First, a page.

Scrum Master or Product Owner: What Suits You Better?

It took some time, but Agile has definitely taken over the more traditional approaches to managing projects, especially in the software development industry. As a result, the demand for Scrum Masters and Product Owners is on the rise, as is the interest in courses that would provide the knowledge and the certificates needed to become a Scrum Master or a Product Owner.

If you have been thinking about these courses and certifications but aren’t sure which of these two roles would suit you better, you’ve come to the right place. This article will ask questions and the way you answer them will give you an idea of whether you would make a better Scrum Master or Product Owner.

You can start by learning more about the Scrum Master vs Product Owner division of responsibilities, just to get the general feeling of what the roles entail.

Are You a Strategist or a Tactician?

When getting work done, some people have a strategic approach in mind, always thinking about the big picture and a number of steps ahead. Others are better at finding quick solutions to emerging problems and putting out fires. The two roles we are discussing today roughly correspond to these.

On the one hand, you have the Product Owner who needs to be aware of the big picture at all times, to see the product as a whole and who can prioritize and plan out the course of action for the team months ahead. The Product Owner also takes care of the Product Backlog and successfully predicts the work that will lead to a successful product.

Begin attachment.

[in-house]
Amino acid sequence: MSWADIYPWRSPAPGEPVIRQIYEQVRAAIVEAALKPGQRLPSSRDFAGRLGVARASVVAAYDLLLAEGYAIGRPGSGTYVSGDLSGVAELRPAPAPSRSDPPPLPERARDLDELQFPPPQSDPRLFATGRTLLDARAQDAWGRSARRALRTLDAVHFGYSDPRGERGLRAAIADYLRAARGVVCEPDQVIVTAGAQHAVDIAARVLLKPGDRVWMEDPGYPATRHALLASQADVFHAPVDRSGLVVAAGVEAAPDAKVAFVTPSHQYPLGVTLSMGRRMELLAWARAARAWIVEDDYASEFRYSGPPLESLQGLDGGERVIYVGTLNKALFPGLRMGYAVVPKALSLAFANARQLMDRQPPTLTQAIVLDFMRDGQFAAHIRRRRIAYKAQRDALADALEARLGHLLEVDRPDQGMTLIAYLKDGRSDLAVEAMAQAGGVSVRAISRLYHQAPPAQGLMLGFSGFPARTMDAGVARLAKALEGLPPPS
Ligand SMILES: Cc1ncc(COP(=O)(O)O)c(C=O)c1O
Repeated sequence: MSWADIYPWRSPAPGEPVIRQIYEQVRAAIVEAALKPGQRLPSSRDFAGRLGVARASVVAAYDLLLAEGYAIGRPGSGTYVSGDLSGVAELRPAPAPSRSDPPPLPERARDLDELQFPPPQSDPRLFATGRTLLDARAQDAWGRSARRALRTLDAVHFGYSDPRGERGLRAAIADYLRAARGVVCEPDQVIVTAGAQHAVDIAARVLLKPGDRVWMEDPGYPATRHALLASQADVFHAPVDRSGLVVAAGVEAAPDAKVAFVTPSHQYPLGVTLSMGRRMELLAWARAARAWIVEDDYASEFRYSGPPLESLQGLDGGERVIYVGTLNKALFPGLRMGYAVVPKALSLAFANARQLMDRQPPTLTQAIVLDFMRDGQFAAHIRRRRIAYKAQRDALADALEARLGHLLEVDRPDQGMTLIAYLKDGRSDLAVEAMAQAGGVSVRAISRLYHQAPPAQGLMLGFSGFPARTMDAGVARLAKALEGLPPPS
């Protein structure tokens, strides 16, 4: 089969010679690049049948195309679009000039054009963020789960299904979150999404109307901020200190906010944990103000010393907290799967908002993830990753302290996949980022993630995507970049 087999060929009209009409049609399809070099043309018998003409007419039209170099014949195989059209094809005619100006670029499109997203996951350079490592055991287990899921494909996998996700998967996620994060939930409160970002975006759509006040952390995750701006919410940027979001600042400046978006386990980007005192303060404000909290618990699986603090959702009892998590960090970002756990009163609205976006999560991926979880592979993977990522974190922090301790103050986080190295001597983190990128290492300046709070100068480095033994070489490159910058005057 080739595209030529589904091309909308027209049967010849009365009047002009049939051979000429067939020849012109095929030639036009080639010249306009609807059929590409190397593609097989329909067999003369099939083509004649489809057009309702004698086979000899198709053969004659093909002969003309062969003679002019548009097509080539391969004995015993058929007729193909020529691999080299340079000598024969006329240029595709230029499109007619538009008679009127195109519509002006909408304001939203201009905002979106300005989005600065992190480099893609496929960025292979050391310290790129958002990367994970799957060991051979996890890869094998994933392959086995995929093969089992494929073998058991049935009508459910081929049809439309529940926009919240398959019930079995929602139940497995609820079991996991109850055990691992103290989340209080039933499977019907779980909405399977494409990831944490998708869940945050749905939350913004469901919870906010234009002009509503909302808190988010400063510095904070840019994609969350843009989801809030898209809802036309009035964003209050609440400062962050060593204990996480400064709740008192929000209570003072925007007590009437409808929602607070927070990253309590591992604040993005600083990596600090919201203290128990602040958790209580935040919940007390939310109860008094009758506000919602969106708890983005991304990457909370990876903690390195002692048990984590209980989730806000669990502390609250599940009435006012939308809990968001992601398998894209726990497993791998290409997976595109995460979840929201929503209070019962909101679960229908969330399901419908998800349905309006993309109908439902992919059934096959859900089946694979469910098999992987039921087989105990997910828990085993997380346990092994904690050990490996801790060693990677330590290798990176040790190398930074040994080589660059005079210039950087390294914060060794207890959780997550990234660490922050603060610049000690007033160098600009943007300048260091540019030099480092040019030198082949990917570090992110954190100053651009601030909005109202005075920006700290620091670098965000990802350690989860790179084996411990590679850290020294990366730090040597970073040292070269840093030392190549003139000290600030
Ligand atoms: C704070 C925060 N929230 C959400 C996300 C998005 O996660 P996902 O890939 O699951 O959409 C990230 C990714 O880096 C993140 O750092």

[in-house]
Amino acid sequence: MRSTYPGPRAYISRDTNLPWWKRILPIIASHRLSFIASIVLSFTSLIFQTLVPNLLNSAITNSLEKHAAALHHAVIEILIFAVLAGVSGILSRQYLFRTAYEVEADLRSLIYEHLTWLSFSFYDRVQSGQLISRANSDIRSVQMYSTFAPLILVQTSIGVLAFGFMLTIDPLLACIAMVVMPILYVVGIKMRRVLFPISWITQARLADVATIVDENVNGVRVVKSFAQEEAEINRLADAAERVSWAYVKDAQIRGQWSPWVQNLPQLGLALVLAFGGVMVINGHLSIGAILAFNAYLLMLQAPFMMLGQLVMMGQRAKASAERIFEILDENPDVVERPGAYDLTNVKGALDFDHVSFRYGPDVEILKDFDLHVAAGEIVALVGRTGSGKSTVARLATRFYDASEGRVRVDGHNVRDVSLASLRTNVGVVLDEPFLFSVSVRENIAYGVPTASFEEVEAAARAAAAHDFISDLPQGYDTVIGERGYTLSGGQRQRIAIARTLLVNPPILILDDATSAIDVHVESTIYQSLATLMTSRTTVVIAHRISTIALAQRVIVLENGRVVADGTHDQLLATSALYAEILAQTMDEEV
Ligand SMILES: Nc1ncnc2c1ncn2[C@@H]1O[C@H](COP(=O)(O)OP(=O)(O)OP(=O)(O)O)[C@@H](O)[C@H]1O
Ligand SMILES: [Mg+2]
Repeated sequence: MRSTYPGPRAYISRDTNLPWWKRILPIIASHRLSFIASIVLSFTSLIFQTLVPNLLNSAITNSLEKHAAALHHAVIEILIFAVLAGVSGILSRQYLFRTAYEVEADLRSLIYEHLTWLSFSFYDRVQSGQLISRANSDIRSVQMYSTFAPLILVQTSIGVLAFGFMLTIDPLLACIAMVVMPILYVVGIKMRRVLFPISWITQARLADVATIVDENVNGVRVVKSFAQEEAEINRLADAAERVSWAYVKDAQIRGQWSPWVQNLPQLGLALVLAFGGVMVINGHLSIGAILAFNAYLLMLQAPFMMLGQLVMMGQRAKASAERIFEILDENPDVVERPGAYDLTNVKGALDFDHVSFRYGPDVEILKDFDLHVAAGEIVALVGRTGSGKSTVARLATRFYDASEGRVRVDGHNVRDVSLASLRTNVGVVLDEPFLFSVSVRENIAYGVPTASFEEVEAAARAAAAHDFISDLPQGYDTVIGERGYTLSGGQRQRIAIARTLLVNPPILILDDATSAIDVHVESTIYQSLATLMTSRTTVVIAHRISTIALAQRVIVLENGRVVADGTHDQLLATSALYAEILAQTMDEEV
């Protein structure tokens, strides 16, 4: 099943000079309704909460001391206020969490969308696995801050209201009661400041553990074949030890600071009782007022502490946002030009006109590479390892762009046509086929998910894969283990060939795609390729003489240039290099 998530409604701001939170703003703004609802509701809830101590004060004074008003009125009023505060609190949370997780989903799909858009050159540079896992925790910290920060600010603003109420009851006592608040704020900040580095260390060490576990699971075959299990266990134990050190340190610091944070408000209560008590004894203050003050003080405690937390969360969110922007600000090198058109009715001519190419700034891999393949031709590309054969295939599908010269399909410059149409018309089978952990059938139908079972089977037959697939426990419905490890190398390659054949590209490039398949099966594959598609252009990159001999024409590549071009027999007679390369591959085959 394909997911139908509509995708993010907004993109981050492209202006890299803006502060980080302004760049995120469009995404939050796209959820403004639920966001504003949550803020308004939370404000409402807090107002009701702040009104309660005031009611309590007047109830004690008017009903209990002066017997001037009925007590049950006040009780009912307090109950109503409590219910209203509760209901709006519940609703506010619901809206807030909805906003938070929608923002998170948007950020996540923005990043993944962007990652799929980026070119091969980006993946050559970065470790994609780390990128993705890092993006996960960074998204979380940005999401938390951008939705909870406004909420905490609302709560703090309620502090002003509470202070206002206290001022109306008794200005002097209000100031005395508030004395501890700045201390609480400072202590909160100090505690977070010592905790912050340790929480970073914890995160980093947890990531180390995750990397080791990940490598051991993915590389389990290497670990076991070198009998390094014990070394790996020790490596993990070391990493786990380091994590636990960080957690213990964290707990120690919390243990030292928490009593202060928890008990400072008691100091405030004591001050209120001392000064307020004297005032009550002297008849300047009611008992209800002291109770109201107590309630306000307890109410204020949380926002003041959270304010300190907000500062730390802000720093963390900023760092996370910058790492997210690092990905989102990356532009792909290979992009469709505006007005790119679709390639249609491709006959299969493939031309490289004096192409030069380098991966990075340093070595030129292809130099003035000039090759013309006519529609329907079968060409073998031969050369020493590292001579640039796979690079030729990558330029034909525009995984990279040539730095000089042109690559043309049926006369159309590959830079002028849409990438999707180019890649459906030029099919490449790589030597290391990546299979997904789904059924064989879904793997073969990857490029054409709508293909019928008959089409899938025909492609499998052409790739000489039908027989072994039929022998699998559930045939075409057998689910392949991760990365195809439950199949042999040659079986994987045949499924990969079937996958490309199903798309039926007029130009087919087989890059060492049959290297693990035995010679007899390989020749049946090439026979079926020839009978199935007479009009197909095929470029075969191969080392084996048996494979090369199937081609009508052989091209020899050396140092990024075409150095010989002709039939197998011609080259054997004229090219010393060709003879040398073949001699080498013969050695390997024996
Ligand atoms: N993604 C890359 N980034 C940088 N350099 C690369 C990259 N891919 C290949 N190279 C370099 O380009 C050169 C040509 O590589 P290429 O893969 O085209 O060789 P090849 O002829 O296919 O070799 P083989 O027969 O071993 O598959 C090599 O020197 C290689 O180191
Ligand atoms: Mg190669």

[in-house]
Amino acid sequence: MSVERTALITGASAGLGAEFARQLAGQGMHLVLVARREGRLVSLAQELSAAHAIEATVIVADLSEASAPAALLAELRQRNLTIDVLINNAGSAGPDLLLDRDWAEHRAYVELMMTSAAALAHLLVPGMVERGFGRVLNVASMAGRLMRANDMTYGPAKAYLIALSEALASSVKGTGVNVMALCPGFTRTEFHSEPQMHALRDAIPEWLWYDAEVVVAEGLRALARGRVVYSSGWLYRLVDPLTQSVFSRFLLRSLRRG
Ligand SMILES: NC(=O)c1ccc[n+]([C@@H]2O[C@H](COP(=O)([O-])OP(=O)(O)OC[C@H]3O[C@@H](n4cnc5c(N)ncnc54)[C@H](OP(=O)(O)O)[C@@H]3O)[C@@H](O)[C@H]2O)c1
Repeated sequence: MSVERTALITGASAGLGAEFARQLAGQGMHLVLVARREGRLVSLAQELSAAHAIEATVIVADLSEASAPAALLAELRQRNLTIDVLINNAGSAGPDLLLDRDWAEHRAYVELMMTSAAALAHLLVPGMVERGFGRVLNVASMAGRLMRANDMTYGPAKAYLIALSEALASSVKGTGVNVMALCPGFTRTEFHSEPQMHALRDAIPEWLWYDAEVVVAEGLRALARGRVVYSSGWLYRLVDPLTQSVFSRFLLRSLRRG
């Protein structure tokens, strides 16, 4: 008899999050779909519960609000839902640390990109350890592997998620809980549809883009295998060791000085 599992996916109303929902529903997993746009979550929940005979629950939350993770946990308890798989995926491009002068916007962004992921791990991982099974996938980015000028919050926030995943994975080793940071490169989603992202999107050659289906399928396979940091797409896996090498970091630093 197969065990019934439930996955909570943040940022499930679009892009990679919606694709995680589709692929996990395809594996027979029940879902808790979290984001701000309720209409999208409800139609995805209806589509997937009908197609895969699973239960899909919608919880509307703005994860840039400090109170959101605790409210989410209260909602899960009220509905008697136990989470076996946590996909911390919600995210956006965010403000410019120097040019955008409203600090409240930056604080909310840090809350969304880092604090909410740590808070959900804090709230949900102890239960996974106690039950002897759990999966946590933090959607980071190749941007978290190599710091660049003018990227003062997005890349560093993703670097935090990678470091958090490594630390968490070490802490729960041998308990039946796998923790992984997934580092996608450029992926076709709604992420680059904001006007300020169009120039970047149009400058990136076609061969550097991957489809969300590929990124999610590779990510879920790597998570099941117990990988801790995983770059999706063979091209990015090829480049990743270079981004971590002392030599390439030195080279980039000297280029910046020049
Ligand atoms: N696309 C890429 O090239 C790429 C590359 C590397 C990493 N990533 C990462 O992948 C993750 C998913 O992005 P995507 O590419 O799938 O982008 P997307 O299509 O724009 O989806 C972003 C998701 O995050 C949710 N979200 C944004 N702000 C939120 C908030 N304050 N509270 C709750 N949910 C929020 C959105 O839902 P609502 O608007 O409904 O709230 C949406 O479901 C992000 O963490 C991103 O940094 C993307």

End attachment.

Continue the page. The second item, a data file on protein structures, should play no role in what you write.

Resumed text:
On the other hand, the Scrum Master is more of a tactician, someone who notices issues and reacts to them in a way that removes the impediments but also empowers the team as a whole. The Scrum Master ensures that new input does not disturb the team and that it is prepared to handle the newly-arisen situations efficiently.

It should be pointed out that this is a generalization and that both these roles will sometimes require the alternative approach. That being said, in general, strategic minds will be better Product Owners, while the tacticians will have more success as Scrum Masters.